It looks like the U.S. isn't the only North American country planning to pump tens of millions of dollars into developing renewable forms of energy. The Canadian government has announced it will spend $41 million ($53 million Canadian) on 16 projects that promise to deliver new forms of clean energy or to help citizens reduce existing energy use.
Among them: (Sustainable Development Technology Canada (SDTC), which will administer the funds, didn't provide specific funding amounts, nor did it specify when the funds will be available.)
Fusion technology—General Fusion Inc. in Burnaby, British Columbia, working with Los Alamos National Laboratory and Powertech Labs Inc., will now have more money to develop its fusion technology, which uses sound waves to create a fusion reaction. The hope is that this approach will enable fusion to deliver on its promise of generating electricity without greenhouse gas emissions, pollution or radioactive waste.
Ethanol production—Toronto's GreenField Ethanol Inc. is leading an effort to develop a biochemical process for making lignocellulosic ethanol that by 2015 could begin producing 18.5 million gallons (70 million liters) per year of ethanol from corn cobs, eliminating a concern that biofuel takes food away from people. Another project, headed by Performance Plants Inc. (PPI) in Kingston, Ontario, seeks to modify the cell wall structure of cellulose fibers, making it easier for them to release useable sugars that can be converted into alcohol.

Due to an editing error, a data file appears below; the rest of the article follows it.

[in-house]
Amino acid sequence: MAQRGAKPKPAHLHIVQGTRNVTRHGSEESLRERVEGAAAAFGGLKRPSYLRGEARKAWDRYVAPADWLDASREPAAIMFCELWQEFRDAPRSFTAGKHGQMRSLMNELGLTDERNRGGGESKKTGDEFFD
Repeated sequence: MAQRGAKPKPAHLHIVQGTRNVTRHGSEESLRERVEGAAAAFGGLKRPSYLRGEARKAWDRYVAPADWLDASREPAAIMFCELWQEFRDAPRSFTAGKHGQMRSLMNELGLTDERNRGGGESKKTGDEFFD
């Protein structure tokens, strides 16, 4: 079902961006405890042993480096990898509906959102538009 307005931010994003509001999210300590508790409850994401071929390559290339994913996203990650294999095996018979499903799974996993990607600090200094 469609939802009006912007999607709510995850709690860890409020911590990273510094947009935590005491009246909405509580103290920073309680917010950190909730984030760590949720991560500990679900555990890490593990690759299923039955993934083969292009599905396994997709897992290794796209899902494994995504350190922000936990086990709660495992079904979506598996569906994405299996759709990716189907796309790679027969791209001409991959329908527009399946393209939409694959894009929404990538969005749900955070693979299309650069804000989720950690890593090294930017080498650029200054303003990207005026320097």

Wave power—SyncWave Energy, Inc., in Pemberton, B.C., has developed wave energy technology designed to generate power from both the upward and downward motion of waves. The company's goal is to demonstrate a prototype that can muster 100 kilowatts of capacity off the coast of Vancouver Island. (Scientific American.com covered several other wave power projects as part of its October in-depth report on alternative energy.)
"Smart" grid—REGEN Energy Inc. in Toronto is working to simplify wireless building control systems critical to the construction of a national smart grid that moves clean-energy resources to power load centers and connects to a distribution system that delivers energy and real-time information about the use of such energy to consumers. By exchanging information with one another, REGEN's EnviroGrid controllers could determine which devices should operate at any given point in time, reducing peak demand by up to 30 percent. (For additional Scientific American.com smart grid coverage.)
Solar energy—Trope DesignResearch Ltd. in Halifax, Nova Scotia, has developed a translucent thermal storage device (read Sciam.com's "How to Use Solar Energy at Night") that allows light to pass through its surface and improve natural lighting inside a building. The SolArch technology, which can be used as exterior building cladding or as windows, uses a natural convection method to redistribute stored heat when temperatures inside a building or room drop. Government funding will enable Trope test its tech on three buildings.
The Canadian government will administer the funds through Sustainable Development Technology Canada (SDTC), a nonprofit company set up in 2001 to dole out and monitor projects that promise economic, environmental and health benefits.
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